Greek Mythology began as an oral tradition, which was later recorded by the likes of Homer in his epic Illiad and the Odyssey. They focus mostly on the Greek Gods, a pantheon of beings who had dominion over various aspects of the Earth and life itself. Some of the more famous Gods are Aphrodite - the Goddess of Love and Zeus - the king of the Gods. They each had their own abilities and were prone to interfering with the affairs of mortals. They were shown to be deeply flawed and guilty of many things such as infidelity and murder. Stories of each God offer lessons which are still relevant today. Aphrodite for example was said to be incredibly vain and jealous and would find ways to punish women believed to be prettier than her. It did not usually end well for the mortals, but sometimes the Gods got their just desserts.
Along with the Gods there were many creatures and monsters in Greek myth such as the Minotaur, a half man, half bull and Medusa - a beautiful woman with snakes for hair, who had the ability to turn men to stone if they looked at her. Some of these creatures were born this way, a byproduct of a God and another monster, or even a human. Or they were cursed to be that way by one of the Gods.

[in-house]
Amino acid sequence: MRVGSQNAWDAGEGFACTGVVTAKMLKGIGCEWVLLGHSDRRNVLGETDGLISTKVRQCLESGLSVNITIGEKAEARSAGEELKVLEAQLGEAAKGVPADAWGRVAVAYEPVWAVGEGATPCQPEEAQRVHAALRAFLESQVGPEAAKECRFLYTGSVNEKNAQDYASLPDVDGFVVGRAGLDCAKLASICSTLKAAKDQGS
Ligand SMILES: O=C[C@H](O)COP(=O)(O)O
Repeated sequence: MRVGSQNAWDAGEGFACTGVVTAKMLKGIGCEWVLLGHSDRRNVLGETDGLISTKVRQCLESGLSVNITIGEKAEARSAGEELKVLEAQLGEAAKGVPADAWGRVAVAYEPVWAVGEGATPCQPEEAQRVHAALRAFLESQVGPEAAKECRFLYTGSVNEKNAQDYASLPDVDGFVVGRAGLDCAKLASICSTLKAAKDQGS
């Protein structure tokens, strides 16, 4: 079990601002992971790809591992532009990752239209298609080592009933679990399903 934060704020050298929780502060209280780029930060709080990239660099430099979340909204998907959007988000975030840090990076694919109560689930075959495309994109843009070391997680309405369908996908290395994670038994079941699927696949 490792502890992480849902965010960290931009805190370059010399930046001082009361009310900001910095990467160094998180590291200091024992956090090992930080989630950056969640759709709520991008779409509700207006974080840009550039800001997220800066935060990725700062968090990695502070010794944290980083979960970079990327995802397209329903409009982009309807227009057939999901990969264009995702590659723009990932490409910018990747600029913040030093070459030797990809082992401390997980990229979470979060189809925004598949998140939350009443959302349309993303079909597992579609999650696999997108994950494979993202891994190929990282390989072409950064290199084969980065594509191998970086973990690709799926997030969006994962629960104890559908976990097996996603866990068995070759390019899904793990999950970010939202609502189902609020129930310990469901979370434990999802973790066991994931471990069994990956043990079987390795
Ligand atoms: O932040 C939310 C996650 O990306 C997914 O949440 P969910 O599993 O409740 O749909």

The Gods resided on Mount Olympus and there were 12 original Gods -
The myths and legends featuring the Gods are vast and have shaped literature for thousands of years. Common retellings these days usually feature the Gods Hades and Persephone as they seem to be a popular couple - the Goddess of the Spring and the God of the Underworld. Many readers view this as a love story, rather than focusing on the original version in which Persephone was taken by Hades against her will.
You can find the stories online.
About the Author:
S. K. Gregory is an author, editor and blogger. She currently resides in Northern Ireland.
“Description begins in the writer’s imagination, but should finish in the reader’s.”